Building the first draft of Paris in northern Virginia

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My conversation with Til Hazel took place, appropriately enough, in the parking lot of a brand new shopping center just off Highway 7 (the Harry Byrd Highway) in Loudoun County. I was there working on my column in this week’s Time about the staggering mass prosperity of Loudoun and neighboring Fairfax County, and while the column ended up focusing on the proximate source of that prosperity–your taxes–I was also very interested in just how the region had developed.

That’s partly because Mrs. Curious Capitalist is from the Fairfax County boomtown of Reston, but also because more than a decade ago I read a really great book, Joel Garreau‘s Edge City: Life on the New Frontier, that was all about how Fairfax and formerly suburban places like it around the country were becoming job centers to rival all but the biggest urban downtowns.

Garreau was (and is) a Washington Post reporter who had previously written The Nine Nations of North America. He was living on a farm in rural Fauquier County, Virginia, and noticing that it wasn’t so rural anymore. So he began investigating the horrible developers who were ruining the countryside.

“My plan was, quite seriously, to figure out who was doing this and send the bastards to jail,” Garreau said. That’s how he came to know John T. “Til” Hazel Jr., who as a lawyer for developers turned back the first wave of anti-growth activism in the region in the 1970s, then went on to great wealth and notoriety as a developer in his own right.

Garreau had expected Hazel to be the devil. “What he turned out to be was the last 19th century man–the last man standing who still believes change equals progress,” Garreau recalled. “What Til’s generation was doing was building the revenge for the Civil War. And they never wanted to be hungry again.”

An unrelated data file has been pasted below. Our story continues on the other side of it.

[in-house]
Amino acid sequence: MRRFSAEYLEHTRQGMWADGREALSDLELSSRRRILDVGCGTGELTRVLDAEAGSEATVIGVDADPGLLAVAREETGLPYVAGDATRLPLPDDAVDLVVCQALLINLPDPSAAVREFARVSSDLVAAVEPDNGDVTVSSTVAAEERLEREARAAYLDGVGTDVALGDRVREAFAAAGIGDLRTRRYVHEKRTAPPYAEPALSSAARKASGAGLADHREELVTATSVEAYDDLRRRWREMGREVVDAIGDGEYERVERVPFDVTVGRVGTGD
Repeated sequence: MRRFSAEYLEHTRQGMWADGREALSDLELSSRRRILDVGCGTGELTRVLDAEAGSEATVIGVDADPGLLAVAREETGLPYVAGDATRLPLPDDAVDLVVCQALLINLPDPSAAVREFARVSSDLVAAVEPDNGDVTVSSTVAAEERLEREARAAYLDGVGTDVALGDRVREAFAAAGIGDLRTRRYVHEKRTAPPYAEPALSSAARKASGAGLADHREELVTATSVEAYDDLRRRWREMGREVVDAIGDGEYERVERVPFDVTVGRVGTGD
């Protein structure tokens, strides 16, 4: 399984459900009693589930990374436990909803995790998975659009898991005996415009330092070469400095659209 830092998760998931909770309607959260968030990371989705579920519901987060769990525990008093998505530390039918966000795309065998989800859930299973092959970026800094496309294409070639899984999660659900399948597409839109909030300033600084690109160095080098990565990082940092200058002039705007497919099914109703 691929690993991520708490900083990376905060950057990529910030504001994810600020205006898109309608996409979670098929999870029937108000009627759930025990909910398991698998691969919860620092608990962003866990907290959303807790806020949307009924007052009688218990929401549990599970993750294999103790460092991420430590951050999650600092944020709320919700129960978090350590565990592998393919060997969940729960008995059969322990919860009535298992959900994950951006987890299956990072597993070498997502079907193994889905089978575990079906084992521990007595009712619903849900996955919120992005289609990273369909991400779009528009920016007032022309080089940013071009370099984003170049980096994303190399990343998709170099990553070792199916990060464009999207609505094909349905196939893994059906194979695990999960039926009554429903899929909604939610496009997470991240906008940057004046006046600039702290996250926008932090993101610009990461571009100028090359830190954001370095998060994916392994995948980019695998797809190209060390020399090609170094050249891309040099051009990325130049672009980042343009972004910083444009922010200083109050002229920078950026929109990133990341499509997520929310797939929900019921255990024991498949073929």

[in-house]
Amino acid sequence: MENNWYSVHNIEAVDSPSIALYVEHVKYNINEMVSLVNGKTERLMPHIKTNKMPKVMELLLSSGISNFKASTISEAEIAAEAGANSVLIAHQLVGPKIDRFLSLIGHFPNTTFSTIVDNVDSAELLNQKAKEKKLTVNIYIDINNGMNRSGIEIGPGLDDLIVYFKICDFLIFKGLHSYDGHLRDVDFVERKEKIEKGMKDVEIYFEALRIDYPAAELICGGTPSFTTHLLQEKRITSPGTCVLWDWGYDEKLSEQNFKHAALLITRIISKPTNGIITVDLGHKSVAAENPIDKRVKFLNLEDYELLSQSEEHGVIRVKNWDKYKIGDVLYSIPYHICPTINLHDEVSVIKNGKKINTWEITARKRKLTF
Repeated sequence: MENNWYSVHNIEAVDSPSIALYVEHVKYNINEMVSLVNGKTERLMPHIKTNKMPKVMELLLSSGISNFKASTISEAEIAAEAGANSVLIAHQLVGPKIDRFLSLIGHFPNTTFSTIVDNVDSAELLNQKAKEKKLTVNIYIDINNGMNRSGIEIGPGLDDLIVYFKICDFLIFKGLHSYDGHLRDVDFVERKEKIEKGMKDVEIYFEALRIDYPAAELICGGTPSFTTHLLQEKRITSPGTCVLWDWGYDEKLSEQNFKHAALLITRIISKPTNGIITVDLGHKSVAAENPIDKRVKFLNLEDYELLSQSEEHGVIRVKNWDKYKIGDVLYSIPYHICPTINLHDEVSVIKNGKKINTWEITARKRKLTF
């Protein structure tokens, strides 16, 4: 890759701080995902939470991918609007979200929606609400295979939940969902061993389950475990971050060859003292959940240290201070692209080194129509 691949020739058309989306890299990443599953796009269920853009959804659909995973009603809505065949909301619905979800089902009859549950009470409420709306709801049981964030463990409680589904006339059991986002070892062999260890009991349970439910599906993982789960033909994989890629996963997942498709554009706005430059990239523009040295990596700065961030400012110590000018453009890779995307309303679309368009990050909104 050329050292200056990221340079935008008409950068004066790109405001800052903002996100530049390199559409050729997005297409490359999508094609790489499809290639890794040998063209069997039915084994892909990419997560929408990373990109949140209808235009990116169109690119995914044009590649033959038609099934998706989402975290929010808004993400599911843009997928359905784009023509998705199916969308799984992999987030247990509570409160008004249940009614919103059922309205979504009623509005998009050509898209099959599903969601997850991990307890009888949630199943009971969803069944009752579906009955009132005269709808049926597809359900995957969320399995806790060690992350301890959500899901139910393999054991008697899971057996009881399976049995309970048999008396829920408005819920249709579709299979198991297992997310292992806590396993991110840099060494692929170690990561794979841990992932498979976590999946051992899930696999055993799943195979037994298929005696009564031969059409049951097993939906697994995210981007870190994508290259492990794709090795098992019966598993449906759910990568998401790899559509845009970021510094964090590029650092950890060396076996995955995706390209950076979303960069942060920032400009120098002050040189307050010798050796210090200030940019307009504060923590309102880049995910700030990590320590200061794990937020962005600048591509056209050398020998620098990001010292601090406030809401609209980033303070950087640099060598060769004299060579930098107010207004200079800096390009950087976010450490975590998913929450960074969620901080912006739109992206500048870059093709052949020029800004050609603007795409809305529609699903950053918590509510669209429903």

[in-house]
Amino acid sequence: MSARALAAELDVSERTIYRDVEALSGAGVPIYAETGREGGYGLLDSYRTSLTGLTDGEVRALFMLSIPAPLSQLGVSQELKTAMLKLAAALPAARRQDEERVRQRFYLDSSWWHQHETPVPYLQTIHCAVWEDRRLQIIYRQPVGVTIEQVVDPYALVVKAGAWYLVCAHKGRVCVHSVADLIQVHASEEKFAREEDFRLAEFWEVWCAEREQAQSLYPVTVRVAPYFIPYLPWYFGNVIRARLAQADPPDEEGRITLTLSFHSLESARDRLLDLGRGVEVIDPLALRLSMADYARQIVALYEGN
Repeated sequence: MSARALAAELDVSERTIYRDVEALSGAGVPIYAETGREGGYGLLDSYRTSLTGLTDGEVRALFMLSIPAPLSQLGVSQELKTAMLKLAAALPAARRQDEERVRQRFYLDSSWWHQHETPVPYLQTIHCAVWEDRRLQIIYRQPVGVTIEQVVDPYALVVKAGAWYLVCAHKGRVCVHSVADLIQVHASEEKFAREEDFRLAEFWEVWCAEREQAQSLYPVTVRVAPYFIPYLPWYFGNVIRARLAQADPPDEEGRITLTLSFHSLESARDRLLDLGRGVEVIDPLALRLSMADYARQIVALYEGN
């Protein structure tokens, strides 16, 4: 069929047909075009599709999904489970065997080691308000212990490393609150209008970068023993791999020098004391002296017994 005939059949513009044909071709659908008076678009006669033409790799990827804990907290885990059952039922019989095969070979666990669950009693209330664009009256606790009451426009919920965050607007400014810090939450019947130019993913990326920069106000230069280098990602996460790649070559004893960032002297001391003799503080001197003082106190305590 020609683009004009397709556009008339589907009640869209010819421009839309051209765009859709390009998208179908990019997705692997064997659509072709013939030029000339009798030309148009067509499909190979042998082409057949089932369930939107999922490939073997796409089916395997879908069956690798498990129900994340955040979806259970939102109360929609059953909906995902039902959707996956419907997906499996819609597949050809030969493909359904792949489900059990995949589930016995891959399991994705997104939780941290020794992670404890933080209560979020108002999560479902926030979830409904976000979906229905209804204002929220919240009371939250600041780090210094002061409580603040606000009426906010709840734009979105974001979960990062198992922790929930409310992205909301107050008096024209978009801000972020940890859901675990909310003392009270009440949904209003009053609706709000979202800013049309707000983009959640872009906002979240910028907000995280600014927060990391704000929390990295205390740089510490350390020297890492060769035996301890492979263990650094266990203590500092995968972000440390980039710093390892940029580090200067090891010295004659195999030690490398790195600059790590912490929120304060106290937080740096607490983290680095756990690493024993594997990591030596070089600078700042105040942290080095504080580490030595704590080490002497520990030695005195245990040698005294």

So that’s why I was talking to Hazel. He was down in Florida on vacation; I was on my cell phone, sitting in a rented Ford Escape. “What has happened in our society, on both coasts, is that whenever there is prosperity there is an anti-people movement,” he said. “The last guy in doesn’t like the next guy coming in.”

What was different about northern Virginia was that it was, until World War II, mostly empty and far from prosperous. Post-Civil War enmity and the presence of a Potomac River that didn’t have many bridges across it meant that early suburban growth around the District of Columbia occurred almost entirely in Maryland.

Then came the war. The Pentagon was built in Arlington during it, and afterwards it became clear that Washington “was destined to be a world capital,” as Hazel put it, and needed room to grow. So it grew in Virginia. Within a couple of decades, some of the early suburban arrivals were fighting the sprawl, but Hazel shut them down with help from pro-growth state laws and a conservative judiciary.

“A lot of these suburbs want to stay suburbs,” Hazel said to me. “Our core group in Fairfax didn’t want to be thought of forever as a bedroom suburb to Washington.” In one sense, it no longer is: The week I visited northern Virginia, the Post ran a front-page story about a Labor Department report pointing out that Fairfax County had become a “job core” that rivals the District.

But Fairfax County certainly isn’t spoken of in the same tones as, say, Seattle or Denver–cities with about as much downtown office space as Tysons Corner, Fairfax’s main conglomeration of big buildings. And it shouldn’t be: It’s sprawling, it’s ugly, it has no significant cultural institutions other than Wolf Trap, it’s impossible to navigate without a car–and around rush hour it can seem impossible to navigate with a car.

Look at it as the first draft of a new kind of city, though, and it’s not so bad. “If I thought that this was the final version, I’d slash my throat,” said Garreau. In the plans for Tysons now are a Metrorail line, and much denser development. “There’s always a second building frenzy that’s quite different from the first one, with a whole new set of mistakes. About the seventh time you go through this boom and bust cycle, you end up with Paris or London.”

That wonderfully hopeful way of looking at things is one of the things that makes Garreau’s Edge City so compelling. I’m a Manhattan-dwelling urban snob, but ever since reading that book I’ve been a lot more understanding of why people end up in places like northern Virginia. The jobs are there, the housing is affordable, the schools are pretty good, and all that ugliness and chaos might just represent, in its own messy way, progress.

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